Ha ha, no worries - I was prepared to answer some questions today. And rest assured, I enjoy what I am doing here. 😉
OK, so to make my example work in SSMS, and answer Phil's questions, I produced two (+ one) SQL scripts. I had to rename them to .txt to upload them here, so you'll probably have to rename them back to the .sql extension before using them. And there are some caveats: you have to install the needed R packages into your SQL Server R service first (use my installpkg script). But in order to accomplish that, you have to have write permissions to the library folder, in my case of a standard installation, that is "C:\Program Files\Microsoft SQL Server\MSSQL14.MSSQLSERVER\R_SERVICES\library". I'll leave it up to you to sort that out.
Then, you can run f1getdata in SSMS. If all is well, this will produce a SQL table called f1table, that holds the brushed up long version of the formula 1 data. Check if you have 189 records in there. The INSERT INTO statement on the SQL side takes the output of the "EXEC sp_execute_external_script" call. That is the way to persist data from your R script into SQL Server. (As I ran into some character encoding issues in the second script, I implemented a workaround converting umlauts - that's the two UPDATE statements at the bottom of the first script. )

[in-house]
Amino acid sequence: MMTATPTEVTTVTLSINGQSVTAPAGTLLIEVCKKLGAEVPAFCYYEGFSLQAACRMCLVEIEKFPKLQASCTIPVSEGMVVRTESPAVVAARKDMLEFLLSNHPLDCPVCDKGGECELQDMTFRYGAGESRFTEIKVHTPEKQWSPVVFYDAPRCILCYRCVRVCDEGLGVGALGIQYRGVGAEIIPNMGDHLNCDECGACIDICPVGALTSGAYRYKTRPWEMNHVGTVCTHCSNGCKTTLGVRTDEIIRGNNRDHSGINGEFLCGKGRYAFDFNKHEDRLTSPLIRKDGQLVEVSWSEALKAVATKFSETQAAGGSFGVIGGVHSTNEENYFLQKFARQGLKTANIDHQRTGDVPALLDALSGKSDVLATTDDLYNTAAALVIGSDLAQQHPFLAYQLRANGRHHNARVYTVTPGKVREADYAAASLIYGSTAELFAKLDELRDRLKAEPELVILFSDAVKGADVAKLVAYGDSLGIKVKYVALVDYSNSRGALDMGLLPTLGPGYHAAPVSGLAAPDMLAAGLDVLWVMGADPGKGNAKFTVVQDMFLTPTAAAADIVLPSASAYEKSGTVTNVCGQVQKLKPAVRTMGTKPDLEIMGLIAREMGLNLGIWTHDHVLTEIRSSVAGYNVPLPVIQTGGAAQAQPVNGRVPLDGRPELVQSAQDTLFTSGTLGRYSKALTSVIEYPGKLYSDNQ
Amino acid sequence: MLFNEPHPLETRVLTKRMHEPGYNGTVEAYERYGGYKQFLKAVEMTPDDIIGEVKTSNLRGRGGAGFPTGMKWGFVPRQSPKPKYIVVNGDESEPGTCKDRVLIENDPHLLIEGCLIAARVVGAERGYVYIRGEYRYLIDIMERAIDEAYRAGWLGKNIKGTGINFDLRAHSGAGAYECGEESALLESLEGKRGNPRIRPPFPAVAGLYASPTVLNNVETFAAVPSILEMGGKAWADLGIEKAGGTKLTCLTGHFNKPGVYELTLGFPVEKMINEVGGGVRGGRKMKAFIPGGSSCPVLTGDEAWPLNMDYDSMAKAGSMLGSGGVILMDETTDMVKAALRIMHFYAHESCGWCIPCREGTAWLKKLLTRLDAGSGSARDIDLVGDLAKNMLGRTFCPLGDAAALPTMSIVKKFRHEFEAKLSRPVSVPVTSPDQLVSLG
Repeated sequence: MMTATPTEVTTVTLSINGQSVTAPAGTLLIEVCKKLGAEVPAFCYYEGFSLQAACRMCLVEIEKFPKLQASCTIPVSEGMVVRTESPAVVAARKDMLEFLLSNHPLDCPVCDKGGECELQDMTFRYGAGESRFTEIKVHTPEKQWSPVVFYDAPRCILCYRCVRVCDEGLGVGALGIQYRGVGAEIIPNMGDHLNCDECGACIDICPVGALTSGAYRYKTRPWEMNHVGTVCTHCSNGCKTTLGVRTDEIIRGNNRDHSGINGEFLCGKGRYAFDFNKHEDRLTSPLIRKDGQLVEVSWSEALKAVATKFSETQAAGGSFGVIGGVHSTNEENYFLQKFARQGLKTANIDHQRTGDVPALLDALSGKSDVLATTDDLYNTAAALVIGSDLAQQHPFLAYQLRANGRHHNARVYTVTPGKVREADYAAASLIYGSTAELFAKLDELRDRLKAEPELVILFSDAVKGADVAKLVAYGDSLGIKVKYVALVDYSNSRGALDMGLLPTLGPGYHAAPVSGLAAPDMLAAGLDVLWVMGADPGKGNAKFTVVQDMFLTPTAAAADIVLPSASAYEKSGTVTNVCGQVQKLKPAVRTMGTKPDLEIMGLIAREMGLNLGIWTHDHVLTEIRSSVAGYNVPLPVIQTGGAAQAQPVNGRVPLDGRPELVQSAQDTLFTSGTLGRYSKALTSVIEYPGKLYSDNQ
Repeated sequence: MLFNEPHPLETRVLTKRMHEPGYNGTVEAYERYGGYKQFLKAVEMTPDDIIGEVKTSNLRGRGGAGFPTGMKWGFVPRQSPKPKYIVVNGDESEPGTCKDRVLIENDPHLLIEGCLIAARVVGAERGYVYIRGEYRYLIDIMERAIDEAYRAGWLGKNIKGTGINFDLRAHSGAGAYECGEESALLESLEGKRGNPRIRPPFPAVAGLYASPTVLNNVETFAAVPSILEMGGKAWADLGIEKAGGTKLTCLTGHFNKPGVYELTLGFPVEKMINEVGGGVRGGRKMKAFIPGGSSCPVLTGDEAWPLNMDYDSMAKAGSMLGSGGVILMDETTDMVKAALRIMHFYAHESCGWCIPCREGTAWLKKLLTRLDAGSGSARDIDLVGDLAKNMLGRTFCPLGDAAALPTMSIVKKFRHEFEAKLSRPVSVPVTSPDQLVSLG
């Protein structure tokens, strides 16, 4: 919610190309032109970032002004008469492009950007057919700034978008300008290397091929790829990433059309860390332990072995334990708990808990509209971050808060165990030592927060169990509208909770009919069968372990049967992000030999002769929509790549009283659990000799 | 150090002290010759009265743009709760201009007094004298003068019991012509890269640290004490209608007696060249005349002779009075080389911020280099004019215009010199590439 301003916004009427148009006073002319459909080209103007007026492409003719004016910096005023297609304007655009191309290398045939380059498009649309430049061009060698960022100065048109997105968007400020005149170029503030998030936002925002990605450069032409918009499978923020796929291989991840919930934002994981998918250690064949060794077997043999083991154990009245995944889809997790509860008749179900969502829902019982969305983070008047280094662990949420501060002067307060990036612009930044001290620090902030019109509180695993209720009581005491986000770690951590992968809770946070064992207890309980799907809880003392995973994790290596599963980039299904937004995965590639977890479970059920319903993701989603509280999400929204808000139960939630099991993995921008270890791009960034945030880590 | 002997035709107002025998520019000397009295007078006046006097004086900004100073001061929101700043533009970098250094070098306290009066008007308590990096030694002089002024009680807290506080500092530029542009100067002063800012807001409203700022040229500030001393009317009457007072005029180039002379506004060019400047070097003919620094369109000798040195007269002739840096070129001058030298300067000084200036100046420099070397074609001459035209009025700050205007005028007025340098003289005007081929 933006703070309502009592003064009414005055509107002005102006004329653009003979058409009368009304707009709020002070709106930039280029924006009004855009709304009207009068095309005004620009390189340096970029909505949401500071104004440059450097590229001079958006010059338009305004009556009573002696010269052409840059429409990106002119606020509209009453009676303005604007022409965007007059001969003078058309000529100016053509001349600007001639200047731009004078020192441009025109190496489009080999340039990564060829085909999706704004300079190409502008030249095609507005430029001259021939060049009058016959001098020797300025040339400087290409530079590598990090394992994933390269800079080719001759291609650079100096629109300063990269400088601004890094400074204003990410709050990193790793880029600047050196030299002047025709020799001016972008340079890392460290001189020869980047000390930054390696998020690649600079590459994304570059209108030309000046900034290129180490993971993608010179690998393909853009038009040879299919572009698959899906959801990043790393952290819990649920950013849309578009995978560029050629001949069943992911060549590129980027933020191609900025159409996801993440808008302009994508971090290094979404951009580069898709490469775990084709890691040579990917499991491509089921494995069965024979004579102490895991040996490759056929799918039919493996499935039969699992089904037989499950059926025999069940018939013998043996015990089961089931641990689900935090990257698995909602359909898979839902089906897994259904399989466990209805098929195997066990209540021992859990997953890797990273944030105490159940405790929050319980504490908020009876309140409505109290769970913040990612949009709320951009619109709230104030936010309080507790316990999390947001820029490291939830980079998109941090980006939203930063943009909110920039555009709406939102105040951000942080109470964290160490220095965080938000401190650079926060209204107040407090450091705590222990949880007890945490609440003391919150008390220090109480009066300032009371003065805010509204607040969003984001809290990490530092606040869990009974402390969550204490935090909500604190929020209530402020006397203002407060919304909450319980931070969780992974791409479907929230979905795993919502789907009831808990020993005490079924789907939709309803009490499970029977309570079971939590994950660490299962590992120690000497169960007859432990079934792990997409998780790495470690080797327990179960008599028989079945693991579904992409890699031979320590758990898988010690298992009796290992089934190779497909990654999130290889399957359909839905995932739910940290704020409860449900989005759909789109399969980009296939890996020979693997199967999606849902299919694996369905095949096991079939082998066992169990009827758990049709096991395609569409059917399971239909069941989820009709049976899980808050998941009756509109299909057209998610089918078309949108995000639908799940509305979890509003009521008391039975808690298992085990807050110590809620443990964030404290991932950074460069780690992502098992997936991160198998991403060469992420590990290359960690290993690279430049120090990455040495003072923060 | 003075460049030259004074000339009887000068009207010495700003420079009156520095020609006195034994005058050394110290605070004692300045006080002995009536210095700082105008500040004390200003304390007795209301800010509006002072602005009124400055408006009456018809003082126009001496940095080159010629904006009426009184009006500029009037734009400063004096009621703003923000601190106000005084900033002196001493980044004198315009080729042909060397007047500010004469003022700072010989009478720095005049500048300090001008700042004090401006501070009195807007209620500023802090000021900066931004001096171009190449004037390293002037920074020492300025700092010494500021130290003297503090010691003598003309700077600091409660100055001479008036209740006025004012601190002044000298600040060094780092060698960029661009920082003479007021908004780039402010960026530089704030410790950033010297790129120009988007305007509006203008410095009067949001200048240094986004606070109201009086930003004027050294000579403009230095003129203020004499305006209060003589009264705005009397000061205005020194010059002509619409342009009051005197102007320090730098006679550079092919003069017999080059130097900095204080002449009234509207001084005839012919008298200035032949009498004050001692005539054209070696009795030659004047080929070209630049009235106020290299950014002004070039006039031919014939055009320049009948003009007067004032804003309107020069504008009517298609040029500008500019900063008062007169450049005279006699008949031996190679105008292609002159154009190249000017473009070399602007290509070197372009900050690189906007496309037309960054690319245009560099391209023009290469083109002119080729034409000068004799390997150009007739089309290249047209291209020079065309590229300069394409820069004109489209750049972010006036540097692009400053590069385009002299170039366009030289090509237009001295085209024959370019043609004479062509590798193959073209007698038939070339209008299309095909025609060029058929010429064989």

The f1plotdata script needed some additions to the R code. This is because I do not know a feasible, easy way to show R plots within SSMS. I prepare the two plots to be saved in separate .png files in the Temp directory. I hope it is easy to spot the principle how to embed a SELECT statement into a variable and then use it as input to the R script by assigning it to the @input_data_1 parameter. After running this script, you should find Plot1.png and Plot2.png in your C:\Temp folder.
I hope I could shed some light on how R scripts work in SSMS...?